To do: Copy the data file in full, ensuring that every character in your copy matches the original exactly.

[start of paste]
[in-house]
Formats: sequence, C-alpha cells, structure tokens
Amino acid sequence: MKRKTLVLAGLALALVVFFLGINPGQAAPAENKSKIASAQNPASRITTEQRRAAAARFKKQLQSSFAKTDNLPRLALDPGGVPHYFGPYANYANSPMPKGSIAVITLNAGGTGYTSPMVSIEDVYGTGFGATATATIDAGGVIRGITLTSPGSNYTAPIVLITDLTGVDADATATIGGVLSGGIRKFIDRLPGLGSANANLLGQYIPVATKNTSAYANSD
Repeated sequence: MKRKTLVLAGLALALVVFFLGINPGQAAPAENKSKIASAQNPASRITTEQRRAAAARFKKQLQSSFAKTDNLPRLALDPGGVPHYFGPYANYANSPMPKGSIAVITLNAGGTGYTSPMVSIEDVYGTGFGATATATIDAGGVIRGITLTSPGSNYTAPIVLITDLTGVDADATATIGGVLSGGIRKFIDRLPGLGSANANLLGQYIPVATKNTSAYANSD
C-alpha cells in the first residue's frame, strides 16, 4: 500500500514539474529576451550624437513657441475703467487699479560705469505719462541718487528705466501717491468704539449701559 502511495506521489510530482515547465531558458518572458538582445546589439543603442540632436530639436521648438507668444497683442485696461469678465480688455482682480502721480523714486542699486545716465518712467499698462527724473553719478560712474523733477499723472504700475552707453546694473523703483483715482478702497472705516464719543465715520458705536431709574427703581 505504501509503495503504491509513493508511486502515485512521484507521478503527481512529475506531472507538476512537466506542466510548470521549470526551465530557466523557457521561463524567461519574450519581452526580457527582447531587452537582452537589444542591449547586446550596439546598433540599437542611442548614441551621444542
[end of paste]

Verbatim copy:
[in-house]
Formats: sequence, C-alpha cells, structure tokens
Amino acid sequence: MKRKTLVLAGLALALVVFFLGINPGQAAPAENKSKIASAQNPASRITTEQRRAAAARFKKQLQSSFAKTDNLPRLALDPGGVPHYFGPYANYANSPMPKGSIAVITLNAGGTGYTSPMVSIEDVYGTGFGATATATIDAGGVIRGITLTSPGSNYTAPIVLITDLTGVDADATATIGGVLSGGIRKFIDRLPGLGSANANLLGQYIPVATKNTSAYANSD
Repeated sequence: MKRKTLVLAGLALALVVFFLGINPGQAAPAENKSKIASAQNPASRITTEQRRAAAARFKKQLQSSFAKTDNLPRLALDPGGVPHYFGPYANYANSPMPKGSIAVITLNAGGTGYTSPMVSIEDVYGTGFGATATATIDAGGVIRGITLTSPGSNYTAPIVLITDLTGVDADATATIGGVLSGGIRKFIDRLPGLGSANANLLGQYIPVATKNTSAYANSD
C-alpha cells in the first residue's frame, strides 16, 4: 500500500514539474529576451550624437513657441475703467487699479560705469505719462541718487528705466501717491468704539449701559 502511495506521489510530482515547465531558458518572458538582445546589439543603442540632436530639436521648438507668444497683442485696461469678465480688455482682480502721480523714486542699486545716465518712467499698462527724473553719478560712474523733477499723472504700475552707453546694473523703483483715482478702497472705516464719543465715520458705536431709574427703581 505504501509503495503504491509513493508511486502515485512521484507521478503527481512529475506531472507538476512537466506542466510548470521549470526551465530557466523557457521561463524567461519574450519581452526580457527582447531587452537582452537589444542591449547586446550596439546598433540599437542611442548614441551621444542